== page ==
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Michigan Tries to Protect Christian Adoption Agencies from Closing

Faith-based agencies in D.C., Massachusetts, and Illinois have left the adoption business over new laws. Michigan tries to follow Virginia and keep from becoming next.

Michigan lawmakers are set to consider a new adoption bill that would guarantee faith-based adoption agences the freedom to make placement decisions based on their faith.

The proposed legislation would allow religiously affiliated, private adoption agencies that receive state funding to operate without being required to "perform or assist in adoptions that violate their religious teachings." This reinforces the state's existing policy allowing agencies to consider religion, sexual orientation, or marital status, among other factors, when making placement decisions.

Opponents of the bill have been vocal about what they think it will do: Give adoption agencies "a license to discriminate," according to Equality Michigan's Gregory Varnum.

But the Institutional Religious Freedom Alliance (IRFA) says media reports are misrepresenting the legislation's effects. "The proposed changes to the regulations for child-placing agencies only would put that negative freedom into positive terms," IRFA stated.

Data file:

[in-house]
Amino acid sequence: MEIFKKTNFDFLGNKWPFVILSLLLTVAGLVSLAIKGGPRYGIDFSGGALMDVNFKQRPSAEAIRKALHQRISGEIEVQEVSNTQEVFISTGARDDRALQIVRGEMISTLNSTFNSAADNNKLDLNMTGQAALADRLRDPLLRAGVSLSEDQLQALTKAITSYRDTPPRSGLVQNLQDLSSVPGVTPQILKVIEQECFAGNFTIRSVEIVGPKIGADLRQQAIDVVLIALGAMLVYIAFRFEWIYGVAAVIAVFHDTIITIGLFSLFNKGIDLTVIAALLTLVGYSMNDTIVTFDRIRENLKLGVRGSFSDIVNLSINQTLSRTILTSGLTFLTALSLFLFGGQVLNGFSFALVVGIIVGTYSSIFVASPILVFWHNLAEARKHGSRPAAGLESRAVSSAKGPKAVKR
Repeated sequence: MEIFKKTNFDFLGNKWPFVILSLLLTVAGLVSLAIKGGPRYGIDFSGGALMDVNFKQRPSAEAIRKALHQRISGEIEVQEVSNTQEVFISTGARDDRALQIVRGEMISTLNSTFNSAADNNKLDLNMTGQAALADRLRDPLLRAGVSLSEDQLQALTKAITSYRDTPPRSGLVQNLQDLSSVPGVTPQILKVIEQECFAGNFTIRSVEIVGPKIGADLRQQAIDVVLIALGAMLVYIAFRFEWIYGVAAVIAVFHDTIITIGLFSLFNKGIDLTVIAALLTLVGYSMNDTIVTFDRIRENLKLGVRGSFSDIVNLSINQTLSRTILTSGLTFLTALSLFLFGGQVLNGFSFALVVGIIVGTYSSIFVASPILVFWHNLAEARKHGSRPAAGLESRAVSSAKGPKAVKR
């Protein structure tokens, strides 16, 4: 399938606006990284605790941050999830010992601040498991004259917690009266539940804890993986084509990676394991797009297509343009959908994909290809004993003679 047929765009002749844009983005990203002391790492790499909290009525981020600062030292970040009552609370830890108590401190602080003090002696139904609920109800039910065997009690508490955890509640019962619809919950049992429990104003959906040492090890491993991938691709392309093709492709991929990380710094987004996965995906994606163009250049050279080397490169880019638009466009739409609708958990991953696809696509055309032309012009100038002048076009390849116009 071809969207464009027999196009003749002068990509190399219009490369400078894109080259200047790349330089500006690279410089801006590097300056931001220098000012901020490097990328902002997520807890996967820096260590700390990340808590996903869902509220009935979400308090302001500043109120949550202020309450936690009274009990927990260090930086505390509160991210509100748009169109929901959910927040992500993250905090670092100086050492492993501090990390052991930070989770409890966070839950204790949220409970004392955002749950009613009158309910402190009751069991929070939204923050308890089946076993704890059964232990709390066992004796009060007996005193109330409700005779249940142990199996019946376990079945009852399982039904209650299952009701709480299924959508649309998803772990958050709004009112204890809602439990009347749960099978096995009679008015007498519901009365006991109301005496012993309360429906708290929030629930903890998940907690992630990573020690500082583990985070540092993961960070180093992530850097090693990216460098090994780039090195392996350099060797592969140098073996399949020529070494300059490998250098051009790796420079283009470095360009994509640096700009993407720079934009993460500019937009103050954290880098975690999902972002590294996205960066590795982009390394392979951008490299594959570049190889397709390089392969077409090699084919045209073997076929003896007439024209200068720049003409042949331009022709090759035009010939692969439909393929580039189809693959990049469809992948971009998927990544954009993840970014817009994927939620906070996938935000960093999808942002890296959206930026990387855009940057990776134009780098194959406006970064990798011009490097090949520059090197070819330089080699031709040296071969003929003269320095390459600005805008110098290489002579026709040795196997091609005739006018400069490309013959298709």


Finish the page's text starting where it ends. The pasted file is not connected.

In addition, IRFA points out that the legislation will not force agencies to change their policies or prevent families from applying to adopt through a compatible agency.

The Michigan legislation arises, in part, as a response to faith-based adoption agencies in Illinois, Massachusetts, and Washington, D.C., closing after new laws forced them to consider same-sex parents for adoption. CT reported on those legal battles in 2011. CT also reported how adoption became the next battleground of the culture wars, but recently noted the positive trend toward open adoptions.

CT also examined whether Christian adoption agencies should stop placing children if required to work with same-sex couples.

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